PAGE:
This train of thought developed whilst I was at Elbow's gig at Brixton Academy the other week. They played a track called "Scattered Black & Whites" from their first album, which seems to me (and I could be wrong) about the kind of family memories triggered by looking at old photographs, and earlier they had played the track "Fugitive Motel". The video that accompanied the track consisted of photographs and postcards from troops in the First World War to home.
It set off a really melancholy thing in my head about funerals. I'm at an age in life where over the last few years I have attended the funerals of a generation who came before me. In nearly all of them, we have ended up at a house or a bar where photographs are produced. Sadly I often learnt a lot more about some of my elderly relatives from looking at these photographs after they died than I ever learnt in conversation with them. I guess I never asked the right questions.
It occurred to me that there is a future digital media scenario I haven't really begun planning for.
There is a wealth of physical media about me when I was a child. Polaroids, black & white pictures, and some weird pictures produced by the cheap colour camera my parents could afford which seemed to be green, black & white rather than full colour. One of my Aunts even has some cine footage of me as a toddler visiting a zoo in 197x, now safely transferred to VHS. Then there is a whole slew of pictures taken by my parents of me scowling with a shocking 80's haircut - ironically mostly taken in the 1990's.
However, in recent years, the photographic evidence is all stuck in a directory on my PC. Or on my phone. Or on a couple of archived websites. For example I have several CDs given to me by friends of photos from my wedding, but the bulk of them we have only ever viewed on the screen rather than printing out. When my PC had a seizure a couple of months back I naturally vowed to burn everything onto CD and start a healthier back-up regime. But you can't look at pictures on a CD unless you have a machine and some software to view them.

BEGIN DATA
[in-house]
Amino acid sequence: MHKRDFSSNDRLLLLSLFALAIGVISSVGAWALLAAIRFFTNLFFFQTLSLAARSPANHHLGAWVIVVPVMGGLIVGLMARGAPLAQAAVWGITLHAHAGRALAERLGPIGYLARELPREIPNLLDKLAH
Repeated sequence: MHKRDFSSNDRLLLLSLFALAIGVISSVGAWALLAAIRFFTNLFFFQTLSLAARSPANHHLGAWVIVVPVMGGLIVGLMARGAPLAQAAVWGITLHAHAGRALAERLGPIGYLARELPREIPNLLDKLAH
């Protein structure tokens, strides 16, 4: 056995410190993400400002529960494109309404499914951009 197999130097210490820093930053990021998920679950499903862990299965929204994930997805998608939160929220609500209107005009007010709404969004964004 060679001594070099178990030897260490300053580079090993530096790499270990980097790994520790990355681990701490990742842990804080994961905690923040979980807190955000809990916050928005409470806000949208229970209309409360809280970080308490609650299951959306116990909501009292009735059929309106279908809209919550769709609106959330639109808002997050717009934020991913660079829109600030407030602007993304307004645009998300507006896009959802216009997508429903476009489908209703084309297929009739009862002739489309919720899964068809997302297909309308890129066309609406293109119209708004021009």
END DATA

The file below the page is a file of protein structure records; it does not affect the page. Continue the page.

I'm beginning to have this terrible vision of my future funeral, with my wife apologetically saying:
We would have had some photographs of the years 2001 to 20xx, but we lost them all when our PC imploded and we found our back-up CDs were corrupted, around the same time as Martin's web-hosting company went bust and he lost all the photographs he put online. Mind you, after the EU granted the European JPEG patent to Forgent in 2007 he'd had to take most of them down anyway or pay the $7.99 per image licensing fee. And we were going to play his favourite tune. But when he finally encoded all his old analogue vinyl into digital in the mid two-thousand-&-xties he used the upcoming open-source OV³ format. The lack of DRM encoding means it won't work on the Windows Media Centre powered music system they have in the crematorium. So we're just going to play the Doctor Who theme to see him out instead.
Oh well, if the last bit turns out to be true maybe it won't be such a bad do after all.